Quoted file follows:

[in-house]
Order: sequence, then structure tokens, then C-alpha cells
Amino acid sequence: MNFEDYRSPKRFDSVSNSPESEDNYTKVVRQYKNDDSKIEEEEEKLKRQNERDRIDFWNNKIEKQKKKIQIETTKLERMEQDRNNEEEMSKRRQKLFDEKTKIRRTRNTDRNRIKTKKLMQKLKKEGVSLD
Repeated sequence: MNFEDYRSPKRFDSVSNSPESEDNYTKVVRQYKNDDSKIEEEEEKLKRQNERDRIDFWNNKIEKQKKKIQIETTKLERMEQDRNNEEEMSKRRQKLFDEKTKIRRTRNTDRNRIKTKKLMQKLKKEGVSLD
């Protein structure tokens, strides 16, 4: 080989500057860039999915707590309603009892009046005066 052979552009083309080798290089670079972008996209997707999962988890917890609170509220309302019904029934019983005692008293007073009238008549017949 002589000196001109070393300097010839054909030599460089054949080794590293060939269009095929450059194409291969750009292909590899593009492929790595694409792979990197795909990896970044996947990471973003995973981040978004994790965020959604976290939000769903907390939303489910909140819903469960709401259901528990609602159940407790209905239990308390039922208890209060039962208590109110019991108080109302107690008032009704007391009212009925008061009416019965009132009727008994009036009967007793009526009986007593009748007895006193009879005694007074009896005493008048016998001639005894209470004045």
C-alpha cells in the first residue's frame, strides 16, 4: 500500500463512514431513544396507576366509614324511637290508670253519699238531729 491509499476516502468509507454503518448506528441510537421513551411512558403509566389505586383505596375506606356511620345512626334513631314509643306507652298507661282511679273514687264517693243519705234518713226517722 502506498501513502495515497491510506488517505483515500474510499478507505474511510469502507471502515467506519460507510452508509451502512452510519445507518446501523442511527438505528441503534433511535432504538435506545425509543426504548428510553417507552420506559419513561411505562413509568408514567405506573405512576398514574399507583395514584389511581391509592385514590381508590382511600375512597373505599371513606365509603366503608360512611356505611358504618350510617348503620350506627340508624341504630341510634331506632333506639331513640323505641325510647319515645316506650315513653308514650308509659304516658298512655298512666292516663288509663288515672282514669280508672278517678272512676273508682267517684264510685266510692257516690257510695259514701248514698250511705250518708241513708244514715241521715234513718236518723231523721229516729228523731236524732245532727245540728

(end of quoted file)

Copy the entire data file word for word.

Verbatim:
[in-house]
Order: sequence, then structure tokens, then C-alpha cells
Amino acid sequence: MNFEDYRSPKRFDSVSNSPESEDNYTKVVRQYKNDDSKIEEEEEKLKRQNERDRIDFWNNKIEKQKKKIQIETTKLERMEQDRNNEEEMSKRRQKLFDEKTKIRRTRNTDRNRIKTKKLMQKLKKEGVSLD
Repeated sequence: MNFEDYRSPKRFDSVSNSPESEDNYTKVVRQYKNDDSKIEEEEEKLKRQNERDRIDFWNNKIEKQKKKIQIETTKLERMEQDRNNEEEMSKRRQKLFDEKTKIRRTRNTDRNRIKTKKLMQKLKKEGVSLD
């Protein structure tokens, strides 16, 4: 080989500057860039999915707590309603009892009046005066 052979552009083309080798290089670079972008996209997707999962988890917890609170509220309302019904029934019983005692008293007073009238008549017949 002589000196001109070393300097010839054909030599460089054949080794590293060939269009095929450059194409291969750009292909590899593009492929790595694409792979990197795909990896970044996947990471973003995973981040978004994790965020959604976290939000769903907390939303489910909140819903469960709401259901528990609602159940407790209905239990308390039922208890209060039962208590109110019991108080109302107690008032009704007391009212009925008061009416019965009132009727008994009036009967007793009526009986007593009748007895006193009879005694007074009896005493008048016998001639005894209470004045």
C-alpha cells in the first residue's frame, strides 16, 4: 500500500463512514431513544396507576366509614324511637290508670253519699238531729 491509499476516502468509507454503518448506528441510537421513551411512558403509566389505586383505596375506606356511620345512626334513631314509643306507652298507661282511679273514687264517693243519705234518713226517722 502506498501513502495515497491510506488517505483515500474510499478507505474511510469502507471502515467506519460507510452508509451502512452510519445507518446501523442511527438505528441503534433511535432504538435506545425509543426504548428510553417507552420506559419513561411505562413509568408514567405506573405512576398514574399507583395514584389511581391509592385514590381508590382511600375512597373505599371513606365509603366503608360512611356505611358504618350510617348503620350506627340508624341504630341510634331506632333506639331513640323505641325510647319515645316506650315513653308514650308509659304516658298512655298512666292516663288509663288515672282514669280508672278517678272512676273508682267517684264510685266510692257516690257510695259514701248514698250511705250518708241513708244514715241521715234513718236518723231523721229516729228523731236524732245532727245540728